Before OakNorth, Khosla started Copal Partners with college friend Joel Perlman in 2002, a research provider that outsourced work to India. They later sold it to Moody’s Corp. in 2014 for an undisclosed sum.
The sale sparked controversy in India, where tax authorities argued the transaction involved avoidance measures because Copal was owned by a Mauritius-based firm. The islands off the southeast coast of Africa are often used by companies to route investment into India, because capital gains these firms make on Indian shares aren’t taxed in the Asian nation.
Delhi’s High Court ruled against the tax authorities in a case involving Copal, upholding the double taxation treaty between the two nations.
Khosla resigned from Moody’s as CEO and chairman of Copal within the past 12 months to concentrate on OakNorth. While the funds from the sale of his firm helped finance his British challenger bank, other backers of Copal including Deutsche Bank AG, Citigroup Inc. and Bank of America Corp. also made money.
“It was a phenomenal success story,” he said. “They all did really well out of that.”
After he turned his attention to OakNorth full-time, Khosla and Perlman, who is also a founder of the bank, decided he should become the lender’s third CEO in little more than a year.
“We’re used to being at the coal face,” he says of the change. “When I relinquished my duties at Copal it made sense for me to either be full-time executive chairman or take a CEO position. I like detail, and not everyone does. The regulator always preferred a non-executive chairman.”
Khosla replaced Chris Dailey, a former executive at Aldermore Group Plc, another challenger bank. Dailey had been in the role for six months since the departure of Richard Davies, a former head of U.K. operations at Barclays, who was the lender’s first CEO since its inception in late 2013.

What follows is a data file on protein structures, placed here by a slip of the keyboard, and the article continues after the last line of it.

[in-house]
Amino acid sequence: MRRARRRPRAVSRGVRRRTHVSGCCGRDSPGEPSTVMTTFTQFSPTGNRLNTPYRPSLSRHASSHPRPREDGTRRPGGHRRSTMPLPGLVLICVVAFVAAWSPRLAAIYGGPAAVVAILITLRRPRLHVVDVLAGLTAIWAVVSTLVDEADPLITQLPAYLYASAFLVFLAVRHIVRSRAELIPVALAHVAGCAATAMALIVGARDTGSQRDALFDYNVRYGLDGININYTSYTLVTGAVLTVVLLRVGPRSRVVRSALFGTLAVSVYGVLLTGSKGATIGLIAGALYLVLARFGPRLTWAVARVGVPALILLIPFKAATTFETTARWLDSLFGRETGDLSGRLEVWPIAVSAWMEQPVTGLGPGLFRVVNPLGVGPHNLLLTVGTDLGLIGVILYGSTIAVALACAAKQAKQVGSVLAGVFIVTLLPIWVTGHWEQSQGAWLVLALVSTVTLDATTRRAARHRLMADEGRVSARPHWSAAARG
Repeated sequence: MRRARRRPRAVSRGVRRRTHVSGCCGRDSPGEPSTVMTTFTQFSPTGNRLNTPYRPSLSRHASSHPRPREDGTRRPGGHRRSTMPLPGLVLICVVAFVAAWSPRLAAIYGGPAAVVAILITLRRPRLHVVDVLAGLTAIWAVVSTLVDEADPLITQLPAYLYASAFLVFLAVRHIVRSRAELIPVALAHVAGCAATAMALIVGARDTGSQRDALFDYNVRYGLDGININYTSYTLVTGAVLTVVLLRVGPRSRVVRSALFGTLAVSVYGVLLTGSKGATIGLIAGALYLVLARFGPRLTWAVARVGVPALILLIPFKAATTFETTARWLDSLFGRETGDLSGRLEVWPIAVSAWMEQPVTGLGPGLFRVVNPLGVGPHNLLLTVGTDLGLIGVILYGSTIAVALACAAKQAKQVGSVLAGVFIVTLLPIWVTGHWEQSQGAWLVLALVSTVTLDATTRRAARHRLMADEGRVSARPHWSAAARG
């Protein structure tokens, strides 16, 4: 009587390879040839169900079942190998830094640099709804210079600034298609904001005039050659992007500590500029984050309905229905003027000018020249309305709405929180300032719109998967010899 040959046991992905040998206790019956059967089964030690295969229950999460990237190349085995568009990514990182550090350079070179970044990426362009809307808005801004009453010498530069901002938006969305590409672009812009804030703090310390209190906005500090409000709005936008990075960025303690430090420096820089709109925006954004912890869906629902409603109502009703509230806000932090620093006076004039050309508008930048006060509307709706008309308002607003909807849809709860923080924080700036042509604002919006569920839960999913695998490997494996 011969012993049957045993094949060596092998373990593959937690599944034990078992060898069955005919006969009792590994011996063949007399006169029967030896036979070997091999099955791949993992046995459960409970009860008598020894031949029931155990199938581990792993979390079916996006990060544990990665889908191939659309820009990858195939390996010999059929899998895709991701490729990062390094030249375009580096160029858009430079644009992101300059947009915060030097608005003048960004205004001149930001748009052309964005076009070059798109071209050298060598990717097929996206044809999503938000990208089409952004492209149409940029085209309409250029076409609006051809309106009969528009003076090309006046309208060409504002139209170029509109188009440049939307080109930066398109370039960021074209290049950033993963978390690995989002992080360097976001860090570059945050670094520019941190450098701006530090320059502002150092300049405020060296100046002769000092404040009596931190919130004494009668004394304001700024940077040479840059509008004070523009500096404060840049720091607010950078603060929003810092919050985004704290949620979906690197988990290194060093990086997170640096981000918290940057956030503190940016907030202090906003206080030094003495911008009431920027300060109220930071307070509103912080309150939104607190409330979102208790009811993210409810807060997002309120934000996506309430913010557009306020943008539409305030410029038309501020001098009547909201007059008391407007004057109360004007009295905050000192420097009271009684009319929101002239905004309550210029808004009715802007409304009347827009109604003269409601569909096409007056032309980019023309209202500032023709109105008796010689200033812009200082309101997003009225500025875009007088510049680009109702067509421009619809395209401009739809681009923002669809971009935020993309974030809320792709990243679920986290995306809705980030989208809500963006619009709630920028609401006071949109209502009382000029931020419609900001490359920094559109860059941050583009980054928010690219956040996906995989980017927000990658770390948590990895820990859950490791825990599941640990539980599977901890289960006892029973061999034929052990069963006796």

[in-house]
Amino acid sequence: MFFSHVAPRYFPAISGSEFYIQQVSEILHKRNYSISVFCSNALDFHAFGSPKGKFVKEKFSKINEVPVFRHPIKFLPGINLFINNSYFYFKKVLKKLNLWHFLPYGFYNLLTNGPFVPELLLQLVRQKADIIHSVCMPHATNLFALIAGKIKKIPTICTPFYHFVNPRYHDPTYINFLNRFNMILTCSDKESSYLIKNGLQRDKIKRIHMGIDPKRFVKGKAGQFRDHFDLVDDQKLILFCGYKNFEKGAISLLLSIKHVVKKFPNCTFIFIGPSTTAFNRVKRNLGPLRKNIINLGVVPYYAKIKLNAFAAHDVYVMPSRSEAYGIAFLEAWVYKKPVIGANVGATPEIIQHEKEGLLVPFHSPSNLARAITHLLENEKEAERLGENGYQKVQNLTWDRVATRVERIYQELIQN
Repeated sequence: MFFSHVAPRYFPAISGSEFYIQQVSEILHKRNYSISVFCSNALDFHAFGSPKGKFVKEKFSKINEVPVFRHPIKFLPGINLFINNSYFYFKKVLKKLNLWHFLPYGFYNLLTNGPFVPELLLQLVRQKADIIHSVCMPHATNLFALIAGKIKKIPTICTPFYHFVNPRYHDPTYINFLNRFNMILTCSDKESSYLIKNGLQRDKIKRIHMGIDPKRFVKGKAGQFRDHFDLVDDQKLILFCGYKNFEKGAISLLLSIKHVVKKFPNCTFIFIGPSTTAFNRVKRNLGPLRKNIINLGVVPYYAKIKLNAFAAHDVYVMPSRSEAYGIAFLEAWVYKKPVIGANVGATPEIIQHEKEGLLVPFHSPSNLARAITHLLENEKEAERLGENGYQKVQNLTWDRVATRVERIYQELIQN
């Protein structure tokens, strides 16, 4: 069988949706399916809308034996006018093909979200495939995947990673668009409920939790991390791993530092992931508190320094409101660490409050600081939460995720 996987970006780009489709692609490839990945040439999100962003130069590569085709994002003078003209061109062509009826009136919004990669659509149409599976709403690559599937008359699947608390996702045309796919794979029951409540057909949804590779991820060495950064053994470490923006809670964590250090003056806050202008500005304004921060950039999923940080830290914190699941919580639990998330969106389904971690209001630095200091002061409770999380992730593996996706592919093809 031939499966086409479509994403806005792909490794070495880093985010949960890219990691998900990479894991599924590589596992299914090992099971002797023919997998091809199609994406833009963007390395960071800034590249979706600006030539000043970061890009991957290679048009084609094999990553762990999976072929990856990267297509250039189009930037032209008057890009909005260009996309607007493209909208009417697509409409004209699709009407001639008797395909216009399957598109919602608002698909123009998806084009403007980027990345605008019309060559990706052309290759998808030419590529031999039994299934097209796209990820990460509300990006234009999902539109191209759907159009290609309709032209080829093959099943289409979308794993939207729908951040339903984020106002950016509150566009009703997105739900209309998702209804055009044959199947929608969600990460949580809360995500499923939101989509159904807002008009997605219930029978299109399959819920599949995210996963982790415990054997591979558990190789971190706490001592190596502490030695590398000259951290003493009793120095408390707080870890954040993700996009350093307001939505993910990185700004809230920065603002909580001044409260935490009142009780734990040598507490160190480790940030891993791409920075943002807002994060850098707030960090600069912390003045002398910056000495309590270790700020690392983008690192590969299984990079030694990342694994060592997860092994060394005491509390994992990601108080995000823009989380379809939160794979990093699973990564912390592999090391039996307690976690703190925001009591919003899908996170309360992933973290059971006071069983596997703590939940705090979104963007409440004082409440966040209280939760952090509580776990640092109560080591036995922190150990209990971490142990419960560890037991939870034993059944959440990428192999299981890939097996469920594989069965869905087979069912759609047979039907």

After stepping into the executive role, Khosla brought in former Invesco Ltd. chief financial officer Ratan Engineer as chairman. Engineer was replaced after his death in April by Cyrus Ardalan, a former vice chairman of public policy and government at Barclays.
Although a banking license will enable OakNorth to take customer deposits to help fund lending, Khosla says he wants his firm to have the characteristics of a technology company and a private-equity firm, as well as the hallmarks of a traditional lender.
“Fundamentally, I don’t want a traditional bank culture,” he says. “I want to be part fintech, part fund, part bank. We’re not going to do what every other challenger bank is doing, which is piling into all of the same products.”
OakNorth plans to offer small companies loans that aren’t backed by assets such as real estate for amounts of less than 5 million pounds. Banks “typically don’t focus here,” according to Khosla, while financial technology firms and direct-lending funds lack the customer deposits that a banking license can bring to support that market segment.
“For banks to understand all the financials, the cost is too high,” he says. “The whole approval process would be more than the fees. If you combine our technology and systems with the bank underwriting process, making that very efficient, you can make money out of it.”
Khosla said the bank plans to hold annual private fundraising rounds before selling shares in an initial public offering within five to seven years.
OakNorth wants investors who “believe in the gap in the market and the approach we’re taking,” he said of the private placements. “We want to build a robustly good business, and then if you want to tap larger funding requirements by going public, then that makes sense.”